• You make a new friend when you get the free wood from their dead tree.  They get their garden cleared free and don't need to pay for a skip.  You give them some vegetables from your garden to say thanks for the wood.  
  • Next time they go fishing they leave you a fish on the door step. It turns out they don't eat fish anyway so from now on you have a regular supply of fish-for-vegetables thus saving you and them money on the grocery bill. 
In the present climate when we are all worried about money to varying extents, a plan like this can give you that emergency fund, or can help keep your head above water if things are bad.  It also gives you a morale boost because when you have no money you have things put by and can 'shop at home' and choose things out of your stock to treat yourself or the kids with.  

The 'mummy shop'
I used to keep a 'mummy shop' of bargains or things I had made.  If the kids did something that was thrifty or helped with a special job (they all helped a bit in the house in an age appropriate way as a matter of course), I would reward them with something from the mummy shop.    They totally loved it and I had fun finding things to put in it.
If you are a tax payer, money saved is worth more than money earned, because you don't pay tax on it.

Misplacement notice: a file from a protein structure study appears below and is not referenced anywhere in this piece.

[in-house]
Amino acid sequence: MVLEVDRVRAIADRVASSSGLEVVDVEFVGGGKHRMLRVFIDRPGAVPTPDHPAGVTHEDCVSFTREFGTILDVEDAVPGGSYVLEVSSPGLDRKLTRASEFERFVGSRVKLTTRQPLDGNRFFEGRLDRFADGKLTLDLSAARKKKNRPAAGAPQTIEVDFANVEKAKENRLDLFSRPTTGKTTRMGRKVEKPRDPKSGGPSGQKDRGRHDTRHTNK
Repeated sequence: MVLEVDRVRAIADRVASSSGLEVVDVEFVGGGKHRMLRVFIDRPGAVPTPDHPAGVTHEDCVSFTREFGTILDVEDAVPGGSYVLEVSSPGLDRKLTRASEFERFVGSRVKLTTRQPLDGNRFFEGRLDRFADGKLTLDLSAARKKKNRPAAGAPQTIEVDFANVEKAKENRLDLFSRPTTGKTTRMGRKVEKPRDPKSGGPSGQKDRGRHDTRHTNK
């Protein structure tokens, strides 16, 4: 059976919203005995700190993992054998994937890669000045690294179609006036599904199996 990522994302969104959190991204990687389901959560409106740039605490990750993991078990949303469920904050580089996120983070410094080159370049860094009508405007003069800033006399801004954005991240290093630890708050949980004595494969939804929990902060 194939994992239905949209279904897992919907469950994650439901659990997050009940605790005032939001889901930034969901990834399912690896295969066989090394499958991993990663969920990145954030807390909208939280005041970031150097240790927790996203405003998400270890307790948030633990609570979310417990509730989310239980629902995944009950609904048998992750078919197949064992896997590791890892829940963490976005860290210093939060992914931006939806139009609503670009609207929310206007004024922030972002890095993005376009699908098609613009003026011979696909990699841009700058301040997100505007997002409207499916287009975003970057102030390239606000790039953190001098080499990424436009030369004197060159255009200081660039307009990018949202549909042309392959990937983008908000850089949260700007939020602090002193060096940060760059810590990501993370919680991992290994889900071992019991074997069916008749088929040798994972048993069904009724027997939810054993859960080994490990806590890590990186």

So anyway, when my friend e mailed about that Marks & Spencer underwear sale, I was already poised with a list of our needs for the year.  By the time I actually got to Marks & Spencer the undies had gone down in price even more  – everything was £1! 
I e mailed her back and let her know.  By the time SHE got back there, everything was 50p.  Top quality, lovely stuff that had started out way over our budget.  So when it was 50p we bought a second lot for when the first lot wore out.  A bit of planning has saved a lot of money.  And I actually got a five year supply of undies for about £50.

So you can bet I won't be spending those M&S vouchers before Christmas.
Our kids got really good at spending any vouchers they got too.  They used to ask us if they could keep their Christmas money or vouchers until January.  Then they went shopping in the sales and got a lot more for their money.  Not a bad idea for anyone who gets a voucher this Christmas...

Tuesday, 9 November 2010


What to Do After You Turn Off the TV

We do not have TV.  When we had it,  the set ended up being on a lot.  If someone felt like watching TV, on it went.  Almost invariably there was nothing on worth watching.  Then the channel flicking started and finally everybody would settle for something they did not really want to see instead of switching it off again.  The off button was hard to find, it seems.